Astrophysics (Index)About


(particles left over from the events of the early universe)

In cosmology, the term relic (either as a noun or an adjective, with adjective primordial meaning basically the same thing) refers to some type of particle left over from an event, in the early universe, e.g., the phrases "relics from recombination", "relic neutrinos", and "primordial neutrinos". For example much hydrogen and helium is presumed to have been synthesized very soon after the Big Bang (Big Bang nucleosynthesis), in part because the reactions that would take place given the heat and density that would be present at the time would (according to established physics) produce abundances close to today's, i.e., the puzzle fits together.

The CMB is relic photons from recombination, left over from photons that were being constantly scattered (and emitted and absorbed) before that. That is an example of a decoupling (of photons from electrons and protons), and a freeze-out, Hubble expansion enlarging space sufficiently that the photons began free streaming (i.e., a significant number have been traveling ever since, with no end in sight). Relics include all or a significant fraction of these:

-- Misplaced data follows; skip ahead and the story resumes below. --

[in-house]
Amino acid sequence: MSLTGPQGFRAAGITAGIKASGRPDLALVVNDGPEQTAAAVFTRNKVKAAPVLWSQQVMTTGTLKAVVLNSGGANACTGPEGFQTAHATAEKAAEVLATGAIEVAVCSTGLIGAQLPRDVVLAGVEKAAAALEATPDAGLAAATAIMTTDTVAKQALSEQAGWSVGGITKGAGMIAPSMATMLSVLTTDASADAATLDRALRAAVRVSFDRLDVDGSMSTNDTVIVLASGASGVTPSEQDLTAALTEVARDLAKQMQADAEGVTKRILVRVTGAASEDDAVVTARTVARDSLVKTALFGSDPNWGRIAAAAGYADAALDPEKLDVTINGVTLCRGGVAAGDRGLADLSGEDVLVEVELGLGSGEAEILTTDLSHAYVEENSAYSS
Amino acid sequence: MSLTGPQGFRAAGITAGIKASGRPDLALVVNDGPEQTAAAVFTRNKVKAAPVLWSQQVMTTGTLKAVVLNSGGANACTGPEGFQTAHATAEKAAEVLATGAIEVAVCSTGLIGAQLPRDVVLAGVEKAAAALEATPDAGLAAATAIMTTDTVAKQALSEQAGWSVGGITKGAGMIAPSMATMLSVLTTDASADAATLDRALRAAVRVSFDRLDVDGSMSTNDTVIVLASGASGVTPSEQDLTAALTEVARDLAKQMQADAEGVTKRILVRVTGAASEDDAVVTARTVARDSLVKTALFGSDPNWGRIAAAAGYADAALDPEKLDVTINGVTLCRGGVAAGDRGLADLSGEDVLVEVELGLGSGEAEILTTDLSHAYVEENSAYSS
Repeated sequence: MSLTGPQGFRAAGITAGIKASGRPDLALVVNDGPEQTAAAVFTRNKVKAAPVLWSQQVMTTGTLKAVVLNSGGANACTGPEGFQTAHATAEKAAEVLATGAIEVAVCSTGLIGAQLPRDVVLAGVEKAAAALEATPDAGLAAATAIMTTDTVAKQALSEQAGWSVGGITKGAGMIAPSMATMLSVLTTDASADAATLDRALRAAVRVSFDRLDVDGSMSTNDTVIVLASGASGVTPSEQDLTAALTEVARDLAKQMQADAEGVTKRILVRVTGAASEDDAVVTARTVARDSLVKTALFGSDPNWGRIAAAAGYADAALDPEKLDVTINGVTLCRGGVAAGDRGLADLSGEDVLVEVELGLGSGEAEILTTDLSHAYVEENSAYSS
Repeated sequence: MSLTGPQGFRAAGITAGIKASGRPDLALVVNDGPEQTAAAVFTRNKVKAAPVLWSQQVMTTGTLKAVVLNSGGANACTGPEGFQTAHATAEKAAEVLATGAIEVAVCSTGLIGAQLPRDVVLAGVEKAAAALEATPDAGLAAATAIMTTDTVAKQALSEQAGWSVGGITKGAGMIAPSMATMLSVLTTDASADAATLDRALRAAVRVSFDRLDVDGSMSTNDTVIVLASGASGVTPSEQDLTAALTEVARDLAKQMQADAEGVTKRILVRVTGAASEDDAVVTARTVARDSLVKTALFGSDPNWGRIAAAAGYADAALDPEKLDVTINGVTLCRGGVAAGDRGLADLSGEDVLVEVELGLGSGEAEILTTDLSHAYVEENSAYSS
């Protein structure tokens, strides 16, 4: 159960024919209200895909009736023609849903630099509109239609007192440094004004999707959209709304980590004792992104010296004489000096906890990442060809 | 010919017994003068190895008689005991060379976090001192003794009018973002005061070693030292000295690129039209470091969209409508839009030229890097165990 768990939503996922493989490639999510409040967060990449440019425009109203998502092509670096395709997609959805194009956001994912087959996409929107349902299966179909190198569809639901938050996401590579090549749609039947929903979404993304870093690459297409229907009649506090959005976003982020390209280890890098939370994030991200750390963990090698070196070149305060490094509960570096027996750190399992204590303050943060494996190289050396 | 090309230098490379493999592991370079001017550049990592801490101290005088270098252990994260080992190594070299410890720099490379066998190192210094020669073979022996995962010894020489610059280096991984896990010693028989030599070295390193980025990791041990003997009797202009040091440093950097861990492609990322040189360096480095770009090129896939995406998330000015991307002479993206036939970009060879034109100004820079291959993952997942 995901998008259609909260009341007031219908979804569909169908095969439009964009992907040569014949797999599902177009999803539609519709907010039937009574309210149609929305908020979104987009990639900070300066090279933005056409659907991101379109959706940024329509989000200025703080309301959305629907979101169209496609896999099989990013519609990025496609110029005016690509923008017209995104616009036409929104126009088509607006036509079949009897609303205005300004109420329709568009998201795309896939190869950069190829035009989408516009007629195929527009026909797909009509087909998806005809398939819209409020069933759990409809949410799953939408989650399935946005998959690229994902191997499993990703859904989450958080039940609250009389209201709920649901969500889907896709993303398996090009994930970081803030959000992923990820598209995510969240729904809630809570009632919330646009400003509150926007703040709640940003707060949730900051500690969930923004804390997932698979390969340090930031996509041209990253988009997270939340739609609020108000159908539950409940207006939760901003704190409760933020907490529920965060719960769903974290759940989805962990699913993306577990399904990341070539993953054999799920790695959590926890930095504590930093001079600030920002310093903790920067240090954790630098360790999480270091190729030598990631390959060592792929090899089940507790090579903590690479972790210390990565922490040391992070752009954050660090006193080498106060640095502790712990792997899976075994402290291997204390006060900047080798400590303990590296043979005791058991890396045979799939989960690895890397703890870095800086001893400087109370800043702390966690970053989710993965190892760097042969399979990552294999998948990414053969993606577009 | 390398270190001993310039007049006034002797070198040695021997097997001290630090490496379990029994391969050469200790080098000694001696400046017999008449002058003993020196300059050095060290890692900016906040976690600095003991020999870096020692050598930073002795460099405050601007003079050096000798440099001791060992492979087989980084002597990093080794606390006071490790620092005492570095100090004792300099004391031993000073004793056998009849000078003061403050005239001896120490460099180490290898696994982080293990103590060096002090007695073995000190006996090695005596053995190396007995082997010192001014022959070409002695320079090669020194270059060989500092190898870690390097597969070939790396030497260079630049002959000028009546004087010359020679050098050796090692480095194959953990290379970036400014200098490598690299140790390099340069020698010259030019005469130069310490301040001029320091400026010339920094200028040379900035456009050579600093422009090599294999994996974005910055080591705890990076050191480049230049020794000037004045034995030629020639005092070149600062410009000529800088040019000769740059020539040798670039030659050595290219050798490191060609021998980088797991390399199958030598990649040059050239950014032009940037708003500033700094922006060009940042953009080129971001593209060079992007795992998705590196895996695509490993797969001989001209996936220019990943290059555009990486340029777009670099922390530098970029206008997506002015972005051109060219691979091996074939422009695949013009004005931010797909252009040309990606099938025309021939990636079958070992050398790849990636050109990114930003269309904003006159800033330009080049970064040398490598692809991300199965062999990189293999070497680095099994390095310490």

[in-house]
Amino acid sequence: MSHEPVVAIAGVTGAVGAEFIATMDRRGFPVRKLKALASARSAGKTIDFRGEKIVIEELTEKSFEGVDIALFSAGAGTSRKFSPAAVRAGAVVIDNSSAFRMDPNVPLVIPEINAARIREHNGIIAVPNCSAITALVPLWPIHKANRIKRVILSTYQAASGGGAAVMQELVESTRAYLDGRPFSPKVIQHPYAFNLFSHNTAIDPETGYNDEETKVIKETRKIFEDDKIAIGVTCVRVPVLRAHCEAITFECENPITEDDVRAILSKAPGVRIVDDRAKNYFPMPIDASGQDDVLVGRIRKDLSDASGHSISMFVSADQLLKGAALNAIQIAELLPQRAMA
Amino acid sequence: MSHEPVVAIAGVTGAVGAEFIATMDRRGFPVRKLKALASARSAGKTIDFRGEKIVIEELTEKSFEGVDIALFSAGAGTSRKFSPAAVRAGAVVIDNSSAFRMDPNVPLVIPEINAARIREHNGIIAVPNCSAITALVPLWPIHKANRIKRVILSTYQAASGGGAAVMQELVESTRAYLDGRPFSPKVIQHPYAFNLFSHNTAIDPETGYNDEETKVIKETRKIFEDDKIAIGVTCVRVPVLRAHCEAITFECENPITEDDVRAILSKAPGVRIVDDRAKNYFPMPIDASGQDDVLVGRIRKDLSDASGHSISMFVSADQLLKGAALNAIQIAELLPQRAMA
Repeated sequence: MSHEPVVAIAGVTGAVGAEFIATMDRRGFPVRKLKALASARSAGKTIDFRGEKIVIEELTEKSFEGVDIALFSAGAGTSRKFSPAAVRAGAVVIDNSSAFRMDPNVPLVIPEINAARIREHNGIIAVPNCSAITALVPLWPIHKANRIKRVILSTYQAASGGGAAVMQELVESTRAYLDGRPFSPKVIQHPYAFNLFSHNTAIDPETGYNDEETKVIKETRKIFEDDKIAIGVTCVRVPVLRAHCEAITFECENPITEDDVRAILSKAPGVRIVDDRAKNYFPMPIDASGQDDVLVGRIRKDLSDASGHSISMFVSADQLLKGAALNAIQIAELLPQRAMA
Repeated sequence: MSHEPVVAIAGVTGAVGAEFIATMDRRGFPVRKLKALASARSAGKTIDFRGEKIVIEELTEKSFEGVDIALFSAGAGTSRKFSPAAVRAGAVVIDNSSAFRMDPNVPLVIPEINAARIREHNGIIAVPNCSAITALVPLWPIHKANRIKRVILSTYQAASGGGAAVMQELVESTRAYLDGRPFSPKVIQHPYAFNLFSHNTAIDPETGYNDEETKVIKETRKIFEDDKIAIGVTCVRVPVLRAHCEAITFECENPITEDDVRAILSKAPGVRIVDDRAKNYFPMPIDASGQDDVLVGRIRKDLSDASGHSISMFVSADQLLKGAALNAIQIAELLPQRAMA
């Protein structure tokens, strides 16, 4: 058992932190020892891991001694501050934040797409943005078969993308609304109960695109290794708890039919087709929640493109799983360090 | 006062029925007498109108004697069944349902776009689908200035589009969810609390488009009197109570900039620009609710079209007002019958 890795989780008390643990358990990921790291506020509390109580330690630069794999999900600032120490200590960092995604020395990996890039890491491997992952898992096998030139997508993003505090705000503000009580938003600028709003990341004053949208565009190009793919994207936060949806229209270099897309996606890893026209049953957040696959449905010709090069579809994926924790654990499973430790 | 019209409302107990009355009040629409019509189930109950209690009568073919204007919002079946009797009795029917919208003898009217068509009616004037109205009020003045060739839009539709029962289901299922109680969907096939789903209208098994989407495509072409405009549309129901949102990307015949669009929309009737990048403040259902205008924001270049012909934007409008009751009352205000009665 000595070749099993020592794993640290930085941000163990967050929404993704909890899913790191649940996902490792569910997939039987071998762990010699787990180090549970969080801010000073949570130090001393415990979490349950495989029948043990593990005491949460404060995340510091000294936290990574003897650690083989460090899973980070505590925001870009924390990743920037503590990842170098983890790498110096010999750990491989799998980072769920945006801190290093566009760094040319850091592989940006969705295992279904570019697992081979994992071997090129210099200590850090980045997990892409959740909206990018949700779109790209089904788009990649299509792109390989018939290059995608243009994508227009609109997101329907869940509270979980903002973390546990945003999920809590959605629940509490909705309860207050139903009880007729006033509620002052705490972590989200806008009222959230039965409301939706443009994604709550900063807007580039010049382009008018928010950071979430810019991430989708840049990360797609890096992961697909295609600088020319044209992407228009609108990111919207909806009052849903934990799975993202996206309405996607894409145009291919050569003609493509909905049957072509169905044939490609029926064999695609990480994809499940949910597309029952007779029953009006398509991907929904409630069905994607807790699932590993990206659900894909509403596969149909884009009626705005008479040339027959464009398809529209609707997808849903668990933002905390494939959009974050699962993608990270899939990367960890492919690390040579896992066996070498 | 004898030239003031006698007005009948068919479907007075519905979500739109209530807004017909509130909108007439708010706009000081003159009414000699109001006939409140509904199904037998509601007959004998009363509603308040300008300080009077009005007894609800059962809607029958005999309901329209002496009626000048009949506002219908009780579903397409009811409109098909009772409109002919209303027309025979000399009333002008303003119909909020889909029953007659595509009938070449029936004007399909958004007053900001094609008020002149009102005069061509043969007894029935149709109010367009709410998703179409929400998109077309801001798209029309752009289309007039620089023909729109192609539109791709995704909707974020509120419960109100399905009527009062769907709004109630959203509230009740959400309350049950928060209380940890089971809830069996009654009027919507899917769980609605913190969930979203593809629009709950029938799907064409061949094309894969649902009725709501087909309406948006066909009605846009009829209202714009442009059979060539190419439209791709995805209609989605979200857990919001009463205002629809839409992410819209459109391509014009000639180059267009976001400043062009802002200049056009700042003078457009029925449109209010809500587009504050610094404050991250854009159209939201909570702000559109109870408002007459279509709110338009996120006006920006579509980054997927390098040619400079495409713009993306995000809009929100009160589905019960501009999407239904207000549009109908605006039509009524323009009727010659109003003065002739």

Those that are not relics have been transformed by subsequent processes and events, such as radioactive decay, stellar fusion, supernovae, and I'm guessing maybe active galactic nuclei.

Further reading:

Referenced by pages:
Big Bang nucleosynthesis (BBN)
cosmic background radiation (CBR)